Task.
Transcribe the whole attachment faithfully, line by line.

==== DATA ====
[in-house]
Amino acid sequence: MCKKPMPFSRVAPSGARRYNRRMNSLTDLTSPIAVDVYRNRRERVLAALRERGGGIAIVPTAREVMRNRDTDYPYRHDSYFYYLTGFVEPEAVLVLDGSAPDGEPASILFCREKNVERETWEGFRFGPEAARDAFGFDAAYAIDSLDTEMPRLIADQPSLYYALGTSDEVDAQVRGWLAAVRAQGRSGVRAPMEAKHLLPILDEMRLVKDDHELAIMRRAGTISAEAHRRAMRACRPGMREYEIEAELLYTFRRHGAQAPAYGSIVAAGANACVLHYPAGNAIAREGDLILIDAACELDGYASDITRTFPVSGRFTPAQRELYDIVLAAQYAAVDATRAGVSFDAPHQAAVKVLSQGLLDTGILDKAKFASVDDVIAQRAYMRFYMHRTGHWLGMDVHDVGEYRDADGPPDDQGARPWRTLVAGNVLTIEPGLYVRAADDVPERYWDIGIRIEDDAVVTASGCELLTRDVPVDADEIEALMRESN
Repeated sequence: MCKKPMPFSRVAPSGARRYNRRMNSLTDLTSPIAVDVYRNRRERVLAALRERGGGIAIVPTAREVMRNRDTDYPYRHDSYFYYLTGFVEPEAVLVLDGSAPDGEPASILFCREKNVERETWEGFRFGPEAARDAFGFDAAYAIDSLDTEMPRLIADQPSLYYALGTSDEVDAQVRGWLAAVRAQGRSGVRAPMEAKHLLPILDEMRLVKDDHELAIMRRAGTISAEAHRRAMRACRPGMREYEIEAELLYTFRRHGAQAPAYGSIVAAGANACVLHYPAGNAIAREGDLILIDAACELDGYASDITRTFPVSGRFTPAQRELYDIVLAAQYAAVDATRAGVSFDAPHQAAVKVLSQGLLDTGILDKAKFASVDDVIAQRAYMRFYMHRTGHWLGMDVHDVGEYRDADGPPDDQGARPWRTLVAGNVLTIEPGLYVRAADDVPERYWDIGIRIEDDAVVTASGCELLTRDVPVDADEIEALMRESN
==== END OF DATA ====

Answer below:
[in-house]
Amino acid sequence: MCKKPMPFSRVAPSGARRYNRRMNSLTDLTSPIAVDVYRNRRERVLAALRERGGGIAIVPTAREVMRNRDTDYPYRHDSYFYYLTGFVEPEAVLVLDGSAPDGEPASILFCREKNVERETWEGFRFGPEAARDAFGFDAAYAIDSLDTEMPRLIADQPSLYYALGTSDEVDAQVRGWLAAVRAQGRSGVRAPMEAKHLLPILDEMRLVKDDHELAIMRRAGTISAEAHRRAMRACRPGMREYEIEAELLYTFRRHGAQAPAYGSIVAAGANACVLHYPAGNAIAREGDLILIDAACELDGYASDITRTFPVSGRFTPAQRELYDIVLAAQYAAVDATRAGVSFDAPHQAAVKVLSQGLLDTGILDKAKFASVDDVIAQRAYMRFYMHRTGHWLGMDVHDVGEYRDADGPPDDQGARPWRTLVAGNVLTIEPGLYVRAADDVPERYWDIGIRIEDDAVVTASGCELLTRDVPVDADEIEALMRESN
Repeated sequence: MCKKPMPFSRVAPSGARRYNRRMNSLTDLTSPIAVDVYRNRRERVLAALRERGGGIAIVPTAREVMRNRDTDYPYRHDSYFYYLTGFVEPEAVLVLDGSAPDGEPASILFCREKNVERETWEGFRFGPEAARDAFGFDAAYAIDSLDTEMPRLIADQPSLYYALGTSDEVDAQVRGWLAAVRAQGRSGVRAPMEAKHLLPILDEMRLVKDDHELAIMRRAGTISAEAHRRAMRACRPGMREYEIEAELLYTFRRHGAQAPAYGSIVAAGANACVLHYPAGNAIAREGDLILIDAACELDGYASDITRTFPVSGRFTPAQRELYDIVLAAQYAAVDATRAGVSFDAPHQAAVKVLSQGLLDTGILDKAKFASVDDVIAQRAYMRFYMHRTGHWLGMDVHDVGEYRDADGPPDDQGARPWRTLVAGNVLTIEPGLYVRAADDVPERYWDIGIRIEDDAVVTASGCELLTRDVPVDADEIEALMRESN